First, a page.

A couple of weeks ago I blogged about the OBAFGKM stellar classification system. In that blog I mentioned that the system was devised at the Harvard College Observatory in the 1890s and first few years of the 20th Century. The work was done under the Directorship of Edward C. Pickering, and came from attempts to classify the thousands of stellar spectra which were published in the Draper Catalog of Stellar Spectra in 1890.
Today I thought I would share this fascinating BBC Radio 4 documentary about the women who were responsible for most of this work. They were known as “The Harvard Computers”, but one shouldn’t confuse the term “computer” with its modern day usage. In those days the term was used for human beings who would make routine calculations which were (and still are) such a necessary part of scientific research.
As the documentary below points out, it was nearly always women who were employed in these repetitive jobs as they could be paid less than men. But Pickering found that many of the women he employed at Harvard College Observatory did a lot more than the routine calculations they were brought in to do. Many were highly educated, and most were very intelligent. It wasn’t long before they were making important astrophysical contributions of their own.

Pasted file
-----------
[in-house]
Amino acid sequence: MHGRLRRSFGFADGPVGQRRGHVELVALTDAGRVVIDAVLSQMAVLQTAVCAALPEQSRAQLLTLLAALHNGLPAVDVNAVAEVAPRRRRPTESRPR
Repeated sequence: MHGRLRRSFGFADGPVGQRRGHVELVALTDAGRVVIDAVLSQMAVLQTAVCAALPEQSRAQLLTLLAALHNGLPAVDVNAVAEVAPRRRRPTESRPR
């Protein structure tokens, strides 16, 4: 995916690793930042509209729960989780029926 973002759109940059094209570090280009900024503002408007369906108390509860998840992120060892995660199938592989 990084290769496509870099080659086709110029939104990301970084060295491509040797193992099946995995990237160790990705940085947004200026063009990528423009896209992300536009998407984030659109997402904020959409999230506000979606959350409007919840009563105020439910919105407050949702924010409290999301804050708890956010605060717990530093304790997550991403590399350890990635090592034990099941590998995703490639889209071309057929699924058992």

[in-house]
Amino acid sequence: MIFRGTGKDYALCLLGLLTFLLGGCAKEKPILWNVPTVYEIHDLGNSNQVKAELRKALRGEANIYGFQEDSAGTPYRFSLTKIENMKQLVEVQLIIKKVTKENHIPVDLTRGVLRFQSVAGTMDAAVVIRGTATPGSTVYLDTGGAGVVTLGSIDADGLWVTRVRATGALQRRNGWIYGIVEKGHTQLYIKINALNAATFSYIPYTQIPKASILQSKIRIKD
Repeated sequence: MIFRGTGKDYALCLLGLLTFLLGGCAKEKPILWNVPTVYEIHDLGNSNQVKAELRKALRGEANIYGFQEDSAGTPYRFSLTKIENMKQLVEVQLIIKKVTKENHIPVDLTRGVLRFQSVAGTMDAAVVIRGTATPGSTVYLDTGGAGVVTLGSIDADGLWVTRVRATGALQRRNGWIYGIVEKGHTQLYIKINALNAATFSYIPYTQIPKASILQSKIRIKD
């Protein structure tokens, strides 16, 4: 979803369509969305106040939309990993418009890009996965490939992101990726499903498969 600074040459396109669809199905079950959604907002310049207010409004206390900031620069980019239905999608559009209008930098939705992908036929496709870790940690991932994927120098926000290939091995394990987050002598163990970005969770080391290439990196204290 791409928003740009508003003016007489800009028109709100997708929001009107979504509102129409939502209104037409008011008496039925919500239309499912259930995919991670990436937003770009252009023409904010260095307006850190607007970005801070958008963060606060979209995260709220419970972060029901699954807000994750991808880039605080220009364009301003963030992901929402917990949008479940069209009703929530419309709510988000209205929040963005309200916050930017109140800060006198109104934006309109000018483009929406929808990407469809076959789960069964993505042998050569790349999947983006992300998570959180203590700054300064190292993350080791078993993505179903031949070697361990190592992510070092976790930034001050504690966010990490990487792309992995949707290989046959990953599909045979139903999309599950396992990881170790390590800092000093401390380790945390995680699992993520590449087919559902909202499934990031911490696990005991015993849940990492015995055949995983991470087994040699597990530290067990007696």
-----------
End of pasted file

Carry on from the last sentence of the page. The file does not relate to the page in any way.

The two stand-out examples for me (but not the only ones) are Annie Jump Cannon who gave us the OBAFGKM stellar classification system that we use today. I blogged about that in more detail in this blog. The other for me is Henrietta Leavitt, who discovered a relationship between the period of Cepheid variables and their intrinsic brightness. In a future blog I will talk about this discovery in more detail, but it was crucial in Hubble discovering that the “Andromeda Nebula” was, in fact, a galaxy outside of our own Milky Way galaxy. I blogged about Hubble discovering this in this blog.
So, here is the BBC Radio 4 documentary about these remarkable women. My apologies to the BBC for posting the programme on YouTube, but I could not find a link to their original broadcast anywhere (even though many of their wonderful documentaries are archived on their website here). Also, be patient in listening to the documentary. There are a few places where it pauses for a few seconds. I recorded the documentary off of the internet some 9-10 years ago, and every so often it would stop to buffer the streaming audio. Hopefully these brief pauses won’t affect your enjoyment of the programme too much.